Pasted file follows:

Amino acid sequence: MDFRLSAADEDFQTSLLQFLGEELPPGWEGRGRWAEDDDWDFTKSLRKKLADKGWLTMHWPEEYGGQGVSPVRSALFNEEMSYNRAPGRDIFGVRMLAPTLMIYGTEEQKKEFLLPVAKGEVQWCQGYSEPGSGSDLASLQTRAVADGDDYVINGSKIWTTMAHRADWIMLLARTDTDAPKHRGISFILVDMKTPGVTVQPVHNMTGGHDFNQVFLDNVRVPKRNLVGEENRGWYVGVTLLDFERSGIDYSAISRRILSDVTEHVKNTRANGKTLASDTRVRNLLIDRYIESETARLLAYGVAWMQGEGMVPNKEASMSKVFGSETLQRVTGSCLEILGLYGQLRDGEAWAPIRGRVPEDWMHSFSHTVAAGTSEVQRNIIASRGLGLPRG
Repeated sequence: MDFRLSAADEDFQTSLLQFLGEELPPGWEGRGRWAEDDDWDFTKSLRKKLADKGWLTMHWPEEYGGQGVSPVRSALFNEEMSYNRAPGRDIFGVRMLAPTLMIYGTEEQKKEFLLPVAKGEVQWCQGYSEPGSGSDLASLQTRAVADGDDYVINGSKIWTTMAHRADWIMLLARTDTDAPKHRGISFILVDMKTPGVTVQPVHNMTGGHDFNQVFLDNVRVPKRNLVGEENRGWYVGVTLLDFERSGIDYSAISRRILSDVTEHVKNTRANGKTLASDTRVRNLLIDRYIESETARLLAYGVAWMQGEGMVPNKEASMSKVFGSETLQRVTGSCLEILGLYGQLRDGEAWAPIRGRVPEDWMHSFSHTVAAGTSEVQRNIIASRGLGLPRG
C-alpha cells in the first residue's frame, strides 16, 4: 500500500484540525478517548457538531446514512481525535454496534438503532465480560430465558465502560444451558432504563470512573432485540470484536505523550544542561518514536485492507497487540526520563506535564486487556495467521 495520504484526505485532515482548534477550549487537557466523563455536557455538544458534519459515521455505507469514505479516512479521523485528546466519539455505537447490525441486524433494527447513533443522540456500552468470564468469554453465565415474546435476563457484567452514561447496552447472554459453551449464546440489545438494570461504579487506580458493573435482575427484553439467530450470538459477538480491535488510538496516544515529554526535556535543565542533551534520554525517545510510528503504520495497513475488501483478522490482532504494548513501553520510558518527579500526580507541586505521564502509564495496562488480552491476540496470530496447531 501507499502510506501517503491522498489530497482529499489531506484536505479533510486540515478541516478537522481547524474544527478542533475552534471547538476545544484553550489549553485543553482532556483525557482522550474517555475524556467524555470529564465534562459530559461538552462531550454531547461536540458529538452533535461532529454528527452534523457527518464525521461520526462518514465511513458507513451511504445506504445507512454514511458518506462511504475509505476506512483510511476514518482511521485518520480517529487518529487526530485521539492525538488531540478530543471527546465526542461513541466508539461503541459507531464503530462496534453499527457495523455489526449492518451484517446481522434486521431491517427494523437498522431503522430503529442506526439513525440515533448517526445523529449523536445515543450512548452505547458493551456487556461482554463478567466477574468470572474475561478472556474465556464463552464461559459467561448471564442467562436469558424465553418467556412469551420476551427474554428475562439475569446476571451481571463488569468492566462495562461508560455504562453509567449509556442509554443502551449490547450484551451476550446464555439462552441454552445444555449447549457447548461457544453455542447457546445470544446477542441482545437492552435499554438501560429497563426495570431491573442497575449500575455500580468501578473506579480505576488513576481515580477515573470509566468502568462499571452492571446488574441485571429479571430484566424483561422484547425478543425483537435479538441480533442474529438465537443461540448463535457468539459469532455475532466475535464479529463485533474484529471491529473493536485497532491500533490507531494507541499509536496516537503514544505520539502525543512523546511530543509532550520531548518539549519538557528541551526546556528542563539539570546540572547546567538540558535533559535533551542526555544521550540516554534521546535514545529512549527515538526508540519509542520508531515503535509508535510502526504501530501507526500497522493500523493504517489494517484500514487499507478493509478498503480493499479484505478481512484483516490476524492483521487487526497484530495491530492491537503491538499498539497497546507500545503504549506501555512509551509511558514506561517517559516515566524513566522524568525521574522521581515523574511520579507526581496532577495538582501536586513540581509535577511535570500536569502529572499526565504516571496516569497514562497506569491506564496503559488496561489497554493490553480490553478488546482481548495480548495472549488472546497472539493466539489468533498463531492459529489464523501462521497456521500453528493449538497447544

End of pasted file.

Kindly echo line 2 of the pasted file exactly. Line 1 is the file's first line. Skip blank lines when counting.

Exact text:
Repeated sequence: MDFRLSAADEDFQTSLLQFLGEELPPGWEGRGRWAEDDDWDFTKSLRKKLADKGWLTMHWPEEYGGQGVSPVRSALFNEEMSYNRAPGRDIFGVRMLAPTLMIYGTEEQKKEFLLPVAKGEVQWCQGYSEPGSGSDLASLQTRAVADGDDYVINGSKIWTTMAHRADWIMLLARTDTDAPKHRGISFILVDMKTPGVTVQPVHNMTGGHDFNQVFLDNVRVPKRNLVGEENRGWYVGVTLLDFERSGIDYSAISRRILSDVTEHVKNTRANGKTLASDTRVRNLLIDRYIESETARLLAYGVAWMQGEGMVPNKEASMSKVFGSETLQRVTGSCLEILGLYGQLRDGEAWAPIRGRVPEDWMHSFSHTVAAGTSEVQRNIIASRGLGLPRG